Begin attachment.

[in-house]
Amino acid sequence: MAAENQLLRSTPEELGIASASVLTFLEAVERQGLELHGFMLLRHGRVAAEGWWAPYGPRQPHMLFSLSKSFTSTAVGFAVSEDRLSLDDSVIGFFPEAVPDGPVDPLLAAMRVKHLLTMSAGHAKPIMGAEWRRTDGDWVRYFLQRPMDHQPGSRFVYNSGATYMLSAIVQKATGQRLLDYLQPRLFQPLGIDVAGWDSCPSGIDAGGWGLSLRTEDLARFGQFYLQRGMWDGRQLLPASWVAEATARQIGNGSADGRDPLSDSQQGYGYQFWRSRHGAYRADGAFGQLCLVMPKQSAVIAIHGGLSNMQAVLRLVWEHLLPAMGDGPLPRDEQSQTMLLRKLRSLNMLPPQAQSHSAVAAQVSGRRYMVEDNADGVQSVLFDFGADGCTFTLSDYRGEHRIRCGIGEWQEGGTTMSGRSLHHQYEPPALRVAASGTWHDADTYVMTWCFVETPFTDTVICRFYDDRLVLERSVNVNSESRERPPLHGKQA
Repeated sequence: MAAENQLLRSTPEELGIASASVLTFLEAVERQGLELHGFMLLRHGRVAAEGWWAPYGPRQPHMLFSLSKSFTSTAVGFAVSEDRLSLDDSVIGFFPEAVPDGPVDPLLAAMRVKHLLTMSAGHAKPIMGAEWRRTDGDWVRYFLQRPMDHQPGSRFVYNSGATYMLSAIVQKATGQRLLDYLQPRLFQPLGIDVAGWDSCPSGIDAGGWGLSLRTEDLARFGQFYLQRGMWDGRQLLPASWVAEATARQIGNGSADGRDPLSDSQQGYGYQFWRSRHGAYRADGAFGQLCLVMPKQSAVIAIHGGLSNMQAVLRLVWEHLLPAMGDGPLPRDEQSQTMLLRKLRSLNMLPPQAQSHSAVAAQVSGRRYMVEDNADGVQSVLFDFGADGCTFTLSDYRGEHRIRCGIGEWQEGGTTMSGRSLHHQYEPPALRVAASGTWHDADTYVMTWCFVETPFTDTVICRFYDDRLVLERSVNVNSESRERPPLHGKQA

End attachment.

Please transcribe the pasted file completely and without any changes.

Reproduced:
[in-house]
Amino acid sequence: MAAENQLLRSTPEELGIASASVLTFLEAVERQGLELHGFMLLRHGRVAAEGWWAPYGPRQPHMLFSLSKSFTSTAVGFAVSEDRLSLDDSVIGFFPEAVPDGPVDPLLAAMRVKHLLTMSAGHAKPIMGAEWRRTDGDWVRYFLQRPMDHQPGSRFVYNSGATYMLSAIVQKATGQRLLDYLQPRLFQPLGIDVAGWDSCPSGIDAGGWGLSLRTEDLARFGQFYLQRGMWDGRQLLPASWVAEATARQIGNGSADGRDPLSDSQQGYGYQFWRSRHGAYRADGAFGQLCLVMPKQSAVIAIHGGLSNMQAVLRLVWEHLLPAMGDGPLPRDEQSQTMLLRKLRSLNMLPPQAQSHSAVAAQVSGRRYMVEDNADGVQSVLFDFGADGCTFTLSDYRGEHRIRCGIGEWQEGGTTMSGRSLHHQYEPPALRVAASGTWHDADTYVMTWCFVETPFTDTVICRFYDDRLVLERSVNVNSESRERPPLHGKQA
Repeated sequence: MAAENQLLRSTPEELGIASASVLTFLEAVERQGLELHGFMLLRHGRVAAEGWWAPYGPRQPHMLFSLSKSFTSTAVGFAVSEDRLSLDDSVIGFFPEAVPDGPVDPLLAAMRVKHLLTMSAGHAKPIMGAEWRRTDGDWVRYFLQRPMDHQPGSRFVYNSGATYMLSAIVQKATGQRLLDYLQPRLFQPLGIDVAGWDSCPSGIDAGGWGLSLRTEDLARFGQFYLQRGMWDGRQLLPASWVAEATARQIGNGSADGRDPLSDSQQGYGYQFWRSRHGAYRADGAFGQLCLVMPKQSAVIAIHGGLSNMQAVLRLVWEHLLPAMGDGPLPRDEQSQTMLLRKLRSLNMLPPQAQSHSAVAAQVSGRRYMVEDNADGVQSVLFDFGADGCTFTLSDYRGEHRIRCGIGEWQEGGTTMSGRSLHHQYEPPALRVAASGTWHDADTYVMTWCFVETPFTDTVICRFYDDRLVLERSVNVNSESRERPPLHGKQA